The Kwinana Co-generation power plant was commissioned in December 1996, 40km south of Perth in Western Australia.
The plant is primarily fuelled by Western Australia’s gas fields, north of Perth. The gas is transported to Kwinana through the Dampier to Bunbury Gas pipeline. It can produce over 120 MW of electricity which can supply about 6 per cent of Western Australia’s power needs.
As a co-generation plant, Kwinana supplies both steam and electrical power directly to the BP Australia Kwinana Oil Refinery and supplies electricity to the market, through the state-owned generator/retailer, Synergy.
The steam turbine production is supported by burning refinery fuel gas from the BP Refinery but is predominantly generated from the waste heat from the gas turbine exhausts. Through this process the plant is improving its overall efficiency.
The plant is certified for its environmental policy, health and safety and quality assurance demonstrating Kwinana’s and ENGIE’s commitment to international standards and best practices in energy generation.
Kwinana is jointly owned by ENGIE and Mitsui & Co Ltd with a combined 70 per cent ownership. The remaining 30 per cent is owned by Ratch Australia Corporation as part of the Perth Power Partnership.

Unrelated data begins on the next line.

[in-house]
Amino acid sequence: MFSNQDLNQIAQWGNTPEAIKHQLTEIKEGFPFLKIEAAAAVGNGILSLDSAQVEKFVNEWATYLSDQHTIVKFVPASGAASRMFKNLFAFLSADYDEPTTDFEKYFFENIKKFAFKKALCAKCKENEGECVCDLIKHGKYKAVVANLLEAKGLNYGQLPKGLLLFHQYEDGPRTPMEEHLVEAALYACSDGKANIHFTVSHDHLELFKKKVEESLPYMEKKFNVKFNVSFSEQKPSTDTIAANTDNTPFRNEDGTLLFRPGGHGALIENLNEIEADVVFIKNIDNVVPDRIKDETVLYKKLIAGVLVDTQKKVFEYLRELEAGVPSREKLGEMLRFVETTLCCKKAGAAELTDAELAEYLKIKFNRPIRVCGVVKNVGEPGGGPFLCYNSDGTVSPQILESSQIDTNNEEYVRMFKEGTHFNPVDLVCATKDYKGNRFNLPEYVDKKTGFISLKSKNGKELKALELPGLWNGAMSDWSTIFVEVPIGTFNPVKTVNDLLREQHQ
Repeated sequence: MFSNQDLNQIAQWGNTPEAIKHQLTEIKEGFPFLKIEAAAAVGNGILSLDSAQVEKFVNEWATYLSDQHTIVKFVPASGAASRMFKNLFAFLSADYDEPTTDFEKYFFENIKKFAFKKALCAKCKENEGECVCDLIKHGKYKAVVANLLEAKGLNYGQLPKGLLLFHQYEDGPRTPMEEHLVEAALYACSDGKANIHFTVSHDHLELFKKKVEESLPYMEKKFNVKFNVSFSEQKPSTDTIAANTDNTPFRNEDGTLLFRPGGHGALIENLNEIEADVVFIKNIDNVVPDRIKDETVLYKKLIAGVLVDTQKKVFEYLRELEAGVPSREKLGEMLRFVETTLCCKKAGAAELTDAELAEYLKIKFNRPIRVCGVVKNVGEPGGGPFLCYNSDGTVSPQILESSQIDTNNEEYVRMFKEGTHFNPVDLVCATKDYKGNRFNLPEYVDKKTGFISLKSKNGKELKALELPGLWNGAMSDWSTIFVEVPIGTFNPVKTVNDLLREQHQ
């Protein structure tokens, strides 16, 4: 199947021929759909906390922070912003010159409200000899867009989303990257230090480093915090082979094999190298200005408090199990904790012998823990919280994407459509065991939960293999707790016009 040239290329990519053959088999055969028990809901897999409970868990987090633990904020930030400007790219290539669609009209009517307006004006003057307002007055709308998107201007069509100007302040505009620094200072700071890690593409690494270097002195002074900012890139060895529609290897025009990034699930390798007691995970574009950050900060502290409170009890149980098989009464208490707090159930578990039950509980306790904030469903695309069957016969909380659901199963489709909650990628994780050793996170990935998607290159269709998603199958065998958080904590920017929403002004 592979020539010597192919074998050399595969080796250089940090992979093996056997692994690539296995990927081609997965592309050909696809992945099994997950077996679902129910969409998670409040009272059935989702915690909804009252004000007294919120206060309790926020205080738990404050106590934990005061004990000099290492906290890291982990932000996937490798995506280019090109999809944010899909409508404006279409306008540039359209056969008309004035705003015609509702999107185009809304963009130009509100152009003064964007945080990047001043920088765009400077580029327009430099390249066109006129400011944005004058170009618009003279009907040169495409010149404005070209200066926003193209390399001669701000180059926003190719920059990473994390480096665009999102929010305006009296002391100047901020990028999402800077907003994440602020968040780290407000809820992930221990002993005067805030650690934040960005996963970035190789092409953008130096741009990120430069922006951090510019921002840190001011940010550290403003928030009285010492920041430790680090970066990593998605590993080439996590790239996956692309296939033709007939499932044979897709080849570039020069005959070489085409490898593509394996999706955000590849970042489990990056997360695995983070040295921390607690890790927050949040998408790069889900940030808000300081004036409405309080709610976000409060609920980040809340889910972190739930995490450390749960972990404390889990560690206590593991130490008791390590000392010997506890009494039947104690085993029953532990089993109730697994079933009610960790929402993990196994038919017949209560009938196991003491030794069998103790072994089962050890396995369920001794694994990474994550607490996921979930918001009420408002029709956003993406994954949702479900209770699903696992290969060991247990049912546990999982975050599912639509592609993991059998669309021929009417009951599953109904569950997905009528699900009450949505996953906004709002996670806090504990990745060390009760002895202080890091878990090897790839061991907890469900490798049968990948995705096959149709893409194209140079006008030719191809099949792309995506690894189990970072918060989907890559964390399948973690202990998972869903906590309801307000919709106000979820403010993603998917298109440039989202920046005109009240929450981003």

How does gas-fired power work?add add
Gas-fired power stations burn natural gas to produce electricity.
There are two main ways they do this – open cycle and combined cycle.
Open Cycle Gas Turbine
Open-cycle production is the most common method. Natural gas is burned to create a pressurised gas, which powers a turbine that is connected to a generator. The turbine turns the magnets in the generator to create electricity.
The Combined-Cycle Gas & Steam Turbine (CCGT) plant generates energy using two different types of turbines in combination: a gas turbine and a steam turbine. In essence, it recycles its fuel to maximise its electricity output. ENGIE’s Pelican Point Power Station uses this ingenious method of electricity generation.
The hot gases generated by burning natural gas power the gas turbine. The gases are still hot enough to generate steam in a heat recovery boiler which is then used in a steam turbine. The combination of these two thermodynamic cycles increases plant efficiency to in excess of 50%, which is much higher than the 35% to 40% achieved by traditional plants.
Location: South of Perth, Western Australia
Maximum Capacity: 120 MW
Commissioned: December 1996
- Co-generation power plant
- 120 MW generation capacity
- 20 Employees
- Supplies both steam and electrical power
- Fuelled by WA’s gas fields
- Committed to energy efficient practices